How to add an email (.eml) as note to a person

Hello,
is it possible (and how) to add an email (.eml format) as note to a person?

Thanks in advance

Gramps v 5.1.2. on Linux Mint v20.3

It always seemed like a missed opportunity that Gramps does not have a feature that leverages the Thunderbird formats & source code for managing a contact list (.mab file) and their eMail archive. Preferably OUTSIDE the Gramps DB but stored similarly to (and likewise, optionally) a media object during backup.

The Gramps interface & data structure for Addresses is only fragmentary. Thunderbird’s is mature & full featured. And an ability to store threaded communications about collaborative discussions with relatives would be so helpful!

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You could create a source for this email, add the .eml file to medias of that source, then create a citation with a note of what you want from this email and share that note to the person. You’ll have a sourced note associated to the email.

Says the man that started this …

You were right then, and still are, although you seem to be a little bit behind on Thunderbird itself, because its current database is SQLite.

Anyway, it’s an old wish from me too, to read the address book, to import mails and convert them to sources/citations, based on the idea that every email has an author, and a title, that can go the source, and every individual email has a timestamp, and could be assigned a sequence number, both of which go very well with the existing fields in the citation, which can then hold the email text in a note.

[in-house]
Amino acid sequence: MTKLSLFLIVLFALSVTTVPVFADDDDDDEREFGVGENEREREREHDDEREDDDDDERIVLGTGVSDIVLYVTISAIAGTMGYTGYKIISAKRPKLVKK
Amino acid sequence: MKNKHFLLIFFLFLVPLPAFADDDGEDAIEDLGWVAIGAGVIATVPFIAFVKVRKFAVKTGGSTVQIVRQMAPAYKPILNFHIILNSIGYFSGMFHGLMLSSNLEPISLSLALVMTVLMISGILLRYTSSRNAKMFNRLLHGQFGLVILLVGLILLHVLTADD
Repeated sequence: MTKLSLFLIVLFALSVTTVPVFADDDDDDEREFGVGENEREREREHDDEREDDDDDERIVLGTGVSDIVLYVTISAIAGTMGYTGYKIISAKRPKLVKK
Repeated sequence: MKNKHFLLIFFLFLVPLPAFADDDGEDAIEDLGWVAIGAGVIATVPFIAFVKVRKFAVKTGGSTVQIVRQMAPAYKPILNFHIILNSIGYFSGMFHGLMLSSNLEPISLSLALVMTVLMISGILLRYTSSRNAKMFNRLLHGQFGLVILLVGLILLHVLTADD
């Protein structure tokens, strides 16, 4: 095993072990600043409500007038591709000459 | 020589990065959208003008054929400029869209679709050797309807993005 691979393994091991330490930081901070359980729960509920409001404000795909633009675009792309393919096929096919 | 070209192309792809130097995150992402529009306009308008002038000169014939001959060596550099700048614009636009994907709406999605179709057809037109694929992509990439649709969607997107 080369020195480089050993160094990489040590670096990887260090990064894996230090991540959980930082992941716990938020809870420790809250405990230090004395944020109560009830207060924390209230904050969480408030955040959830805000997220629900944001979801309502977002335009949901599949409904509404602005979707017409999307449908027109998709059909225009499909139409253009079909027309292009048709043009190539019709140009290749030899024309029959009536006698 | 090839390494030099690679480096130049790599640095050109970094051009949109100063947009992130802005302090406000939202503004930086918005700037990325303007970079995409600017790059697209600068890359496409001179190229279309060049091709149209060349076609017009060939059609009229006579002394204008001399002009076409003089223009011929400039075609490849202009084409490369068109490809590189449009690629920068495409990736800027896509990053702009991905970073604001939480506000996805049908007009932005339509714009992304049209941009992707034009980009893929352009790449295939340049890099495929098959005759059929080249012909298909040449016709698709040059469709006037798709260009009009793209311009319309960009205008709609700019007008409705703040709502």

The only drawback here is, that when I can have a choice, I’d rather use the author as a source, to group all conversations with him or her, but for that I’d need a title field in the citation object, or abuse the vol/page for that. And the latter part goes very much against my autistic mind.

But the point I have is that vertical integration doesn’t require horizontal integration. All horizontal integration does is create synchronization and harmonization failure points. It is more work but better to leverage crosswalk pointers.

As for my suggestion about the “authors are people too” posting is that it would be more flexible if that field allowed a dynamic display formatted name (leveraging the individual record) as well as a simple static text field. So if we could use the Display Name Editor to create an author listing, I would only have to update the Person records to update ALL the author fields in the book. A hundred Sources with 2 authors & an editor would only create up to 300 Persons… who might not be directly related by genetics or marriage. But I’ve found most of the authors of pertinent histories had a familial connection to my tree too.

Likewise, if I pointed Gramps at my Thunderbird contact list and had a crosswalk field that linked a Gramps person to the Thunderbird person, everytime I updated that Thunderbird addressbook, Gramps would be able to poll the addressbook at need. (If Thunderbird was already running & using the same master account, there should not even be much latency and repeated API calls would have reduced penalties. If Thunderbird launched & terminated for each API call then things would get ugly.) It wouldn’t need a live data exchange or even regular batch harmonization. Gramps so rarely uses an address that is could poll 1 record at a time when needed to populate a screen form or a report. There would be no benefit in bulk transfers.